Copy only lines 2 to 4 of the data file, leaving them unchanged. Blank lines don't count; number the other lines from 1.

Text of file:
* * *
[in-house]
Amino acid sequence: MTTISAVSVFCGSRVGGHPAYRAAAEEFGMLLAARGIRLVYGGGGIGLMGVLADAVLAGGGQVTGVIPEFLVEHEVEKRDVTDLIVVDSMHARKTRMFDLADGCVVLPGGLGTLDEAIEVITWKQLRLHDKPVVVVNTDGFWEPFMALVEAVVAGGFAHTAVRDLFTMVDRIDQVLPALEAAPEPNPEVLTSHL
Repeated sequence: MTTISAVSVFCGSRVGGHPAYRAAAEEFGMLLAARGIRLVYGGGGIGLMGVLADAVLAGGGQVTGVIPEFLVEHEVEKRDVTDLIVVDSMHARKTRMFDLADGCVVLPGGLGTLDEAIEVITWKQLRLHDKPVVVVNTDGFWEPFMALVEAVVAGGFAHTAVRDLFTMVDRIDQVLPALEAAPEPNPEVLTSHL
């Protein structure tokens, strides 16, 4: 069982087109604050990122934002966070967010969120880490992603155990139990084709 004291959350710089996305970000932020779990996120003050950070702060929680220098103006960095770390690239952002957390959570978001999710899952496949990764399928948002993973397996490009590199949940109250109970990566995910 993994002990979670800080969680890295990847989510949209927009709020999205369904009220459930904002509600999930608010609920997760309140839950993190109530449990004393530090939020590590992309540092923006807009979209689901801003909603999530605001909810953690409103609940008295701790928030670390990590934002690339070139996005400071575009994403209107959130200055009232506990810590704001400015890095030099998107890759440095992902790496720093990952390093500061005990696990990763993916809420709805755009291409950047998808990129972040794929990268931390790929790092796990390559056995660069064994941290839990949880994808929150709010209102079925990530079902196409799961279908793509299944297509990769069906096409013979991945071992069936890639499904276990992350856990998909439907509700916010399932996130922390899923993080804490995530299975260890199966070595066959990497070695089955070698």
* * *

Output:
Amino acid sequence: MTTISAVSVFCGSRVGGHPAYRAAAEEFGMLLAARGIRLVYGGGGIGLMGVLADAVLAGGGQVTGVIPEFLVEHEVEKRDVTDLIVVDSMHARKTRMFDLADGCVVLPGGLGTLDEAIEVITWKQLRLHDKPVVVVNTDGFWEPFMALVEAVVAGGFAHTAVRDLFTMVDRIDQVLPALEAAPEPNPEVLTSHL
Repeated sequence: MTTISAVSVFCGSRVGGHPAYRAAAEEFGMLLAARGIRLVYGGGGIGLMGVLADAVLAGGGQVTGVIPEFLVEHEVEKRDVTDLIVVDSMHARKTRMFDLADGCVVLPGGLGTLDEAIEVITWKQLRLHDKPVVVVNTDGFWEPFMALVEAVVAGGFAHTAVRDLFTMVDRIDQVLPALEAAPEPNPEVLTSHL
């Protein structure tokens, strides 16, 4: 069982087109604050990122934002966070967010969120880490992603155990139990084709 004291959350710089996305970000932020779990996120003050950070702060929680220098103006960095770390690239952002957390959570978001999710899952496949990764399928948002993973397996490009590199949940109250109970990566995910 993994002990979670800080969680890295990847989510949209927009709020999205369904009220459930904002509600999930608010609920997760309140839950993190109530449990004393530090939020590590992309540092923006807009979209689901801003909603999530605001909810953690409103609940008295701790928030670390990590934002690339070139996005400071575009994403209107959130200055009232506990810590704001400015890095030099998107890759440095992902790496720093990952390093500061005990696990990763993916809420709805755009291409950047998808990129972040794929990268931390790929790092796990390559056995660069064994941290839990949880994808929150709010209102079925990530079902196409799961279908793509299944297509990769069906096409013979991945071992069936890639499904276990992350856990998909439907509700916010399932996130922390899923993080804490995530299975260890199966070595066959990497070695089955070698």